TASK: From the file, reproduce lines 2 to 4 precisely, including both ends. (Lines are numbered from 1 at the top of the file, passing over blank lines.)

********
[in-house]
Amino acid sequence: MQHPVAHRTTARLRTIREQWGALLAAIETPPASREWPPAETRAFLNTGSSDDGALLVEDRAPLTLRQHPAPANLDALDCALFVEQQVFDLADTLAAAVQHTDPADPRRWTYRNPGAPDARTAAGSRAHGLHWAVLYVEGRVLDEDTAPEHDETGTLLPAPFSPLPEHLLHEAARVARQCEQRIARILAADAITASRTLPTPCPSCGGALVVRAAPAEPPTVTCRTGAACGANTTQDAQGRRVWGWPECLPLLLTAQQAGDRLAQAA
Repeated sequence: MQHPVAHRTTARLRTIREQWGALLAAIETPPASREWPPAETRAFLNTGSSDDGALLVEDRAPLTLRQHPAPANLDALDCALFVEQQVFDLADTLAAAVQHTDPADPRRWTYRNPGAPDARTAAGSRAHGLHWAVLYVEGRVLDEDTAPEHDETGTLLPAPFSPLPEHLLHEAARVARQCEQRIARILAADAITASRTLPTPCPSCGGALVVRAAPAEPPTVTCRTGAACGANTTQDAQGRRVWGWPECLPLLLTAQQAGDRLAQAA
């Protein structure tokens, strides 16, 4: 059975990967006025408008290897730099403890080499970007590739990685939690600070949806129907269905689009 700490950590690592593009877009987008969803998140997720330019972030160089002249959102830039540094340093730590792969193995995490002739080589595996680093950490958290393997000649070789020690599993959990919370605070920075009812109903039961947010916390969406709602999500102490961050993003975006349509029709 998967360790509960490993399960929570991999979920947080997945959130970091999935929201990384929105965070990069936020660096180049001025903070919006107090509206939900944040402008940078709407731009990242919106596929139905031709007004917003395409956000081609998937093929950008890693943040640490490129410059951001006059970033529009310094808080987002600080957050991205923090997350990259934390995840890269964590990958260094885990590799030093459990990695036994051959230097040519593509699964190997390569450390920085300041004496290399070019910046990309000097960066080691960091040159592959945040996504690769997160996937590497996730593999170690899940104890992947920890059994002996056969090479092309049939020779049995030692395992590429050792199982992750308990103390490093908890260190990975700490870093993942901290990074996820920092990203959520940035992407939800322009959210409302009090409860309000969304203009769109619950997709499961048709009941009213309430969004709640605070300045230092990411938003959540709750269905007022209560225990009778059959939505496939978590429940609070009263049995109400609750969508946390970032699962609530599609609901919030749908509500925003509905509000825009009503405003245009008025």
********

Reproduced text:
Amino acid sequence: MQHPVAHRTTARLRTIREQWGALLAAIETPPASREWPPAETRAFLNTGSSDDGALLVEDRAPLTLRQHPAPANLDALDCALFVEQQVFDLADTLAAAVQHTDPADPRRWTYRNPGAPDARTAAGSRAHGLHWAVLYVEGRVLDEDTAPEHDETGTLLPAPFSPLPEHLLHEAARVARQCEQRIARILAADAITASRTLPTPCPSCGGALVVRAAPAEPPTVTCRTGAACGANTTQDAQGRRVWGWPECLPLLLTAQQAGDRLAQAA
Repeated sequence: MQHPVAHRTTARLRTIREQWGALLAAIETPPASREWPPAETRAFLNTGSSDDGALLVEDRAPLTLRQHPAPANLDALDCALFVEQQVFDLADTLAAAVQHTDPADPRRWTYRNPGAPDARTAAGSRAHGLHWAVLYVEGRVLDEDTAPEHDETGTLLPAPFSPLPEHLLHEAARVARQCEQRIARILAADAITASRTLPTPCPSCGGALVVRAAPAEPPTVTCRTGAACGANTTQDAQGRRVWGWPECLPLLLTAQQAGDRLAQAA
């Protein structure tokens, strides 16, 4: 059975990967006025408008290897730099403890080499970007590739990685939690600070949806129907269905689009 700490950590690592593009877009987008969803998140997720330019972030160089002249959102830039540094340093730590792969193995995490002739080589595996680093950490958290393997000649070789020690599993959990919370605070920075009812109903039961947010916390969406709602999500102490961050993003975006349509029709 998967360790509960490993399960929570991999979920947080997945959130970091999935929201990384929105965070990069936020660096180049001025903070919006107090509206939900944040402008940078709407731009990242919106596929139905031709007004917003395409956000081609998937093929950008890693943040640490490129410059951001006059970033529009310094808080987002600080957050991205923090997350990259934390995840890269964590990958260094885990590799030093459990990695036994051959230097040519593509699964190997390569450390920085300041004496290399070019910046990309000097960066080691960091040159592959945040996504690769997160996937590497996730593999170690899940104890992947920890059994002996056969090479092309049939020779049995030692395992590429050792199982992750308990103390490093908890260190990975700490870093993942901290990074996820920092990203959520940035992407939800322009959210409302009090409860309000969304203009769109619950997709499961048709009941009213309430969004709640605070300045230092990411938003959540709750269905007022209560225990009778059959939505496939978590429940609070009263049995109400609750969508946390970032699962609530599609609901919030749908509500925003509905509000825009009503405003245009008025």